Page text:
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New Jersey Division of Motor Vehicles v. Ripley


November 26, 2003


On appeal from the Office of Administrative Law, OAL Docket No. MVH 9598-01.

Before Judges King, Lintner and Lisa.

The opinion of the court was delivered by: King, P.J.A.D.


Argued: October 1, 2003

The defendant, Paul D. Ripley (Ripley), appeals a New Jersey Division of Motor Vehicle (DMV) decision of December 16, 2001 suspending his license. Ripley pled guilty in Utah to the charge of alcohol-related reckless driving. Pursuant to the Interstate Driver License Compact (IDLC or Compact), DMV suspended his license for two years.

Ripley contends that the DMV decision should be reversed because DMV wrongly equated New Jersey's DWI statute with Utah's alcohol-related reckless driving statute. DMV may suspend a license under the IDLC for two reasons: (1) the conduct in Utah would constitute the offense of driving under the influence in New Jersey; and (2) the Utah statute for alcohol-related reckless driving is substantially similar to New Jersey's statute for driving under the influence. We find neither reason applicable here and reverse.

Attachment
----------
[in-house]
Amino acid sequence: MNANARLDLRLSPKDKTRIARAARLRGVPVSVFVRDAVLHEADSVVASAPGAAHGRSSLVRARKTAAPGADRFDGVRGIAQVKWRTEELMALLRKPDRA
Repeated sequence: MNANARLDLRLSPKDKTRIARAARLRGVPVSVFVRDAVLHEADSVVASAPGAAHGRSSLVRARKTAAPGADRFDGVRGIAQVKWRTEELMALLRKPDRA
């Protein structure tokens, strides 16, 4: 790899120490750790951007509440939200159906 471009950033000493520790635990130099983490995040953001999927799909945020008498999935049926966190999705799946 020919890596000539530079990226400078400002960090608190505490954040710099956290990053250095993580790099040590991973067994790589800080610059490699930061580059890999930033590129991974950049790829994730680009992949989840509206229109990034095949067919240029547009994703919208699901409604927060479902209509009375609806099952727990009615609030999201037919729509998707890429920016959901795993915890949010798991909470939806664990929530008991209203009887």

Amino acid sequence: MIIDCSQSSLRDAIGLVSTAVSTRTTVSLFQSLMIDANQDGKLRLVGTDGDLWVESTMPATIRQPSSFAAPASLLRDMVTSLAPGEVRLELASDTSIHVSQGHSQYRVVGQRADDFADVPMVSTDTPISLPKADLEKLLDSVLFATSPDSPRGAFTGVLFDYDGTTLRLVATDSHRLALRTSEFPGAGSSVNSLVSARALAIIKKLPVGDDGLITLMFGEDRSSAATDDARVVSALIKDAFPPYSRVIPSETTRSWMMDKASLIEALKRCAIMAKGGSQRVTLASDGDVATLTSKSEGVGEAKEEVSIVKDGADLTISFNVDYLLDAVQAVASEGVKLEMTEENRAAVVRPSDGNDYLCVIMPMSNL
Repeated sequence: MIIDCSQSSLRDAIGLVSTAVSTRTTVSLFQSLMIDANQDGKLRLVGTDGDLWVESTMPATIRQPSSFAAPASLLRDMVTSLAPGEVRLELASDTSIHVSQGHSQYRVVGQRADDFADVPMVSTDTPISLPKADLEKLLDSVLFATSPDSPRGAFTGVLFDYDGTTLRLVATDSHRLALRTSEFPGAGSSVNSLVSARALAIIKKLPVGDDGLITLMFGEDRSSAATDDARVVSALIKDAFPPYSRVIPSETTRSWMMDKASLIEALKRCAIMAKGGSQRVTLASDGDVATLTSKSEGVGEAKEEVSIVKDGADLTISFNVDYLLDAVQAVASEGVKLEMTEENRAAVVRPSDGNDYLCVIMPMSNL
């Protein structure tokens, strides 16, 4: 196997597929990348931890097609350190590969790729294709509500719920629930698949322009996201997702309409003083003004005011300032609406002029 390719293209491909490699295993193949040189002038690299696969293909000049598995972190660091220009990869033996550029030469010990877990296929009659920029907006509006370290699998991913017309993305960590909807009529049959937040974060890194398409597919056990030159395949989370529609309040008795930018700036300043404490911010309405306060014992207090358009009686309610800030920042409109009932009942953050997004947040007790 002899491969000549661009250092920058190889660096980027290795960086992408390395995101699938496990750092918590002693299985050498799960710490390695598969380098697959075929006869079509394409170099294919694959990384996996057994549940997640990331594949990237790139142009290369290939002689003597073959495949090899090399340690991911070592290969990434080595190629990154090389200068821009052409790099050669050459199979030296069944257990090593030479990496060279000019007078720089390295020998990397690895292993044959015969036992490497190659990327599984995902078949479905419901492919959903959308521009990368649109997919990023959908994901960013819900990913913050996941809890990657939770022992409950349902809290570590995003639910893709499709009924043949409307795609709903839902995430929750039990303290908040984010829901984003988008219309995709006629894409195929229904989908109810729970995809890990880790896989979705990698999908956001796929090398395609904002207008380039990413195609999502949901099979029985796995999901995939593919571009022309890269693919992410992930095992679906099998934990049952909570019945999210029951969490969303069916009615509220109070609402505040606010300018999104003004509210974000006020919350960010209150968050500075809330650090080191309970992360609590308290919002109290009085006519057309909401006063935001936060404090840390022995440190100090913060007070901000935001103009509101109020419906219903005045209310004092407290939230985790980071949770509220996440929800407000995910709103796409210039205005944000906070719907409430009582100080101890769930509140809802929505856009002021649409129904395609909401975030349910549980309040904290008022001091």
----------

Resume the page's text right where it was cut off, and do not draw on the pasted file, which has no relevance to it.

In Ogden, Utah on November 9, 2000 Ripley was arrested and charged with driving while under the influence of alcohol. Ripley's breathalyzer test allegedly showed a reading of.089%. On July 2, 2001 he entered a guilty plea with the prosecutor's consent to"alcohol-related reckless driving," downgraded from the original charge of driving under the influence of alcohol. He received a jail sentence of ninety days, which was suspended, and a probation term of one year. He also paid a $1,000 fine and was ordered to attend alcohol counseling in New Jersey.

New Jersey DMV notified Ripley on February 1, 2001, siX months before he entered his guilty plea, that it planned to suspend his New Jersey driving privileges on February 27, 2001 for 720 days because of the Utah"conviction." As noted, the IDLC requires New Jersey DMV to treat a conviction in another state for driving under the influence of alcohol as if it occurred in New Jersey.

Ripley's driving privileges in New Jersey had been suspended for driving under the influence on two prior occasions, February 11, 1986 and April 13, 1987, more than ten years earlier. N.J.S.A. 39:4-50(a)(2) provides that DMV may forfeit an offender's license for two years upon a second DWI conviction. DMV treated the Utah conviction as a second offense because of the ten-year lapse. See N.J.S.A. 39:4-50(a)(3).